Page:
The Mochicas & the Lord of Sipan

The Lord of Sipan
( Lived about 200 A.D.)
Sipan belonged to the Moche Culture, which began during what is known as the Cuspinique period about one thousand years B.C., and was eclipsed by the Chimu culture one thousand years A.C.

Sipan is located in the northern part of Peru, close to the coast, in the middle of Lambayeque Valley, 35 Kms. at east of Chiclayo.


Half god, half man, king among his people, a privileged person, a noble, a warrior, lord over the lords of his time, the Lord of Sipan was revealed to the world in the last years of the 20th century. He reigned approximately 200 A.D. and died about 40 years of age.

The discovery of the Lord of Sipan leads to a reflection on life in those times: A beautiful valley in the desert and there lied a Kingdom, the Kingdom of Sipan, with riches that could only be imagined in the stories of the greatest adventures. The people of this time (based on the relics discovered) were in the service of their king, but this was not a king like those of the Old World but rather, a very special king, a friend to his people; a man whom shared and worked with them in agriculture and art; a thinker who saw the need to preserve his culture for the world to come, who ordered the construction of great temples and pyramids... that was the Lord Of Sipan.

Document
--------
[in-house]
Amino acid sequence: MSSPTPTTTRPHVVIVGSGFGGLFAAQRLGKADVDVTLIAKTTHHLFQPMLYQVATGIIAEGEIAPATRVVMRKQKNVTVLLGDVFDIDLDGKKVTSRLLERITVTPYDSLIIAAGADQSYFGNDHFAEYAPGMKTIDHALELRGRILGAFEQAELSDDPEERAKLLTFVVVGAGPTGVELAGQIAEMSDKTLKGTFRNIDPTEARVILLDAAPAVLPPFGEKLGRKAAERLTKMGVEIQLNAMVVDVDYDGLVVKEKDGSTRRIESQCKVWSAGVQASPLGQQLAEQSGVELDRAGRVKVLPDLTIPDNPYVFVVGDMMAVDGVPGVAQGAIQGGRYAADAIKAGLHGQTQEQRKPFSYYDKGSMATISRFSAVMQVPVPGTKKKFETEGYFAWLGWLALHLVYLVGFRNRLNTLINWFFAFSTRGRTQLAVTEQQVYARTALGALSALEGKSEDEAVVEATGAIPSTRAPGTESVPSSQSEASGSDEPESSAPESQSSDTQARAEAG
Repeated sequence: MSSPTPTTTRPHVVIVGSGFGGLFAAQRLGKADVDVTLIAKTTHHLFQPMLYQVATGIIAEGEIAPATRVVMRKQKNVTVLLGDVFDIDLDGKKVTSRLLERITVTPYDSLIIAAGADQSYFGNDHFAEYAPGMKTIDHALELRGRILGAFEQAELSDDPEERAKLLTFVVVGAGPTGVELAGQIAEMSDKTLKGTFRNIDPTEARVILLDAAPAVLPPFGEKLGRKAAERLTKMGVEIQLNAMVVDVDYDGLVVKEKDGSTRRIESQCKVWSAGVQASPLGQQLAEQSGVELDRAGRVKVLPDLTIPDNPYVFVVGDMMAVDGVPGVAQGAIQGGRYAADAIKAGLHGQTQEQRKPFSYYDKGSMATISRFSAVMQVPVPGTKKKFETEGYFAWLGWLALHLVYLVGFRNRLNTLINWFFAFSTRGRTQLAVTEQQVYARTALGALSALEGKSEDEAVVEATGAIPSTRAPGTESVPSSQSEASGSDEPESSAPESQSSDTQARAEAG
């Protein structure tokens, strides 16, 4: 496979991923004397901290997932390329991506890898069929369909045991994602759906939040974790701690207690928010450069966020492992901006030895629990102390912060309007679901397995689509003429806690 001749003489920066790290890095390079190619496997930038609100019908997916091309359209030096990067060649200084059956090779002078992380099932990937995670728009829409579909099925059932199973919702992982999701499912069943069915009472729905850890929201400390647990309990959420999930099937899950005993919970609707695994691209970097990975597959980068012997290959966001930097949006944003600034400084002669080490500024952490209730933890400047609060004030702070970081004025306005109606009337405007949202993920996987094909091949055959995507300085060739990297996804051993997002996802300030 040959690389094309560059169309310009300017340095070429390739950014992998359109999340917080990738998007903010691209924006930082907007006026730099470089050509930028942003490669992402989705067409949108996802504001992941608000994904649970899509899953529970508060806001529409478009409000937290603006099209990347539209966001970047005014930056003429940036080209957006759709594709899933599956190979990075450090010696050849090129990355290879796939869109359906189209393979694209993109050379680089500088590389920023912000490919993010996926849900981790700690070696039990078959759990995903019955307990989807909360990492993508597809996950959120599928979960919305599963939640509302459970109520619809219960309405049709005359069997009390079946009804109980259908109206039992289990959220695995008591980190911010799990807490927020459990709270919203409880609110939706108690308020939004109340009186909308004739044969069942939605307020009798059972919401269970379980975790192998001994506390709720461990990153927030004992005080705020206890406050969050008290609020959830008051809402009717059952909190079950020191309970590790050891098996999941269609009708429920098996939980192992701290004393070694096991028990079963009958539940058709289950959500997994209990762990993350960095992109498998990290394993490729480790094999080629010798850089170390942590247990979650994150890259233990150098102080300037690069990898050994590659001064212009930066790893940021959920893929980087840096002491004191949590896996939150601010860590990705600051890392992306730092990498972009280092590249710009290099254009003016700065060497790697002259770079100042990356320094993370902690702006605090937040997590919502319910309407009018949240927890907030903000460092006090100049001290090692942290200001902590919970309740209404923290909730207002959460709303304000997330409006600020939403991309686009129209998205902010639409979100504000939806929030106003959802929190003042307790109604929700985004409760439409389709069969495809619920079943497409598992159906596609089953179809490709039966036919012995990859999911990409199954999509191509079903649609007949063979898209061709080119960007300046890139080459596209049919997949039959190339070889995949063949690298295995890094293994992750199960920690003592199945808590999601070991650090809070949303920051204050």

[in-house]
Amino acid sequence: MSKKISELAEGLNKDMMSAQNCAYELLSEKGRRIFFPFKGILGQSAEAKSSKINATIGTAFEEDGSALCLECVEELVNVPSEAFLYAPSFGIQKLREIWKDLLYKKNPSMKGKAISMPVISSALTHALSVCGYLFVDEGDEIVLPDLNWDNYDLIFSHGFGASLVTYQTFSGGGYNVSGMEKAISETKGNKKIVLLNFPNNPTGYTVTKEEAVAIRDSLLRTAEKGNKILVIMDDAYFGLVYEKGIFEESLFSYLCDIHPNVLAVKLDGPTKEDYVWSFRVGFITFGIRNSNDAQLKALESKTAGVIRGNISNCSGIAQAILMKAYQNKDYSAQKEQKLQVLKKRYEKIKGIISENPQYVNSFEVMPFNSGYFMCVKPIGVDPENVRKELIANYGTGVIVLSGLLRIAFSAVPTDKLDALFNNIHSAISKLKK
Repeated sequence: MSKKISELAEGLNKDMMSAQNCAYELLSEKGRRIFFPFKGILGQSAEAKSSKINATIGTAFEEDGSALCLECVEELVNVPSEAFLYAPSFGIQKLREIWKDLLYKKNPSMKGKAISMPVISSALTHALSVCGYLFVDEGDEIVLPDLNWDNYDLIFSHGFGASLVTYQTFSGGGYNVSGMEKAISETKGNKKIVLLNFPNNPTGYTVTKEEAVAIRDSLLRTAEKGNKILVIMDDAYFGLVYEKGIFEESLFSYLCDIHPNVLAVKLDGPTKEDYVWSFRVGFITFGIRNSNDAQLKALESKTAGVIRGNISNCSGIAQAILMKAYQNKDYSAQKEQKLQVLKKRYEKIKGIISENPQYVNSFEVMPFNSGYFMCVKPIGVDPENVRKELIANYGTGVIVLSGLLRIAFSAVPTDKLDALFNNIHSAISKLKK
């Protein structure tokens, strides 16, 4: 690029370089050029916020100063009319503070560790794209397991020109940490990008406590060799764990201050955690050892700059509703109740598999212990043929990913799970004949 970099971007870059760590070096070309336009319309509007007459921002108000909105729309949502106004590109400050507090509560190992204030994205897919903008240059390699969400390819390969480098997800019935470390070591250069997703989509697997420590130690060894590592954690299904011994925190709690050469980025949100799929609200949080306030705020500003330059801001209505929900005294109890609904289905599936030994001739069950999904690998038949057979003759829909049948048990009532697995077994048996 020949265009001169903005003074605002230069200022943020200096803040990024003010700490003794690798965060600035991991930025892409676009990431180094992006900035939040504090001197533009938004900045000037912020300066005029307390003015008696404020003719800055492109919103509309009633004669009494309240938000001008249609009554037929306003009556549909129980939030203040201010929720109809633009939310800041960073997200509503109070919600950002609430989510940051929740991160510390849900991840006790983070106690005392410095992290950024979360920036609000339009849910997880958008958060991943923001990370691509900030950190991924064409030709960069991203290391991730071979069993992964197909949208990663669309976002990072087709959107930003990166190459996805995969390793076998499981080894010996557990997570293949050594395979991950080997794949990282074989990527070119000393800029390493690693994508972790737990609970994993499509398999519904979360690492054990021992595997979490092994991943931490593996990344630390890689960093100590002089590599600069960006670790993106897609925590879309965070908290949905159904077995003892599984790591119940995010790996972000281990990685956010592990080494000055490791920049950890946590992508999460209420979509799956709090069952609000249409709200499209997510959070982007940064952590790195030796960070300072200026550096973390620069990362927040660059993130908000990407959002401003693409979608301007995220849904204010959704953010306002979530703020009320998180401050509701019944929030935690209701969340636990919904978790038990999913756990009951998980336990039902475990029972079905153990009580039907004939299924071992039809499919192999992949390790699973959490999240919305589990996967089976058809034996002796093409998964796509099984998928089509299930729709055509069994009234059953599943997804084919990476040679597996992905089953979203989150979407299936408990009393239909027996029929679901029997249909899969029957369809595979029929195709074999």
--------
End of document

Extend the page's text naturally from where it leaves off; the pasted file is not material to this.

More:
We are fortunate to see the incredible beauty of this time as grave robbers broke into other parts of the ruin of Sipan, a mere few feet away from the Tomb of this Special Ruler. In the National Museum in Lima, one can see the true splendor of this era and the Lord of Sipan. The excavation has uncovered objects of gold, silver and copper, vessels, remains of his clothing and personal objects of great value.

A visit to Sipan is a privilege reserved for this generation. It is an encounter with the people who, in the sorrow of losing their leader, placed so many offerings of such value, in his tomb, that they are displayed to the world today as evidence of Peru's worth.

As you can see from the picture below, a re-creation of the tomb, all of his close friends (aids) and wives were buried with him. The Moche believed in the afterlife and many of their pottery that remains show people in a meditative pose.

Site of Sipan (Overhead)

Special Symbols
(Found in the Tomb of the Lord,
representing his Duties in Life)

Spirits of the Earth

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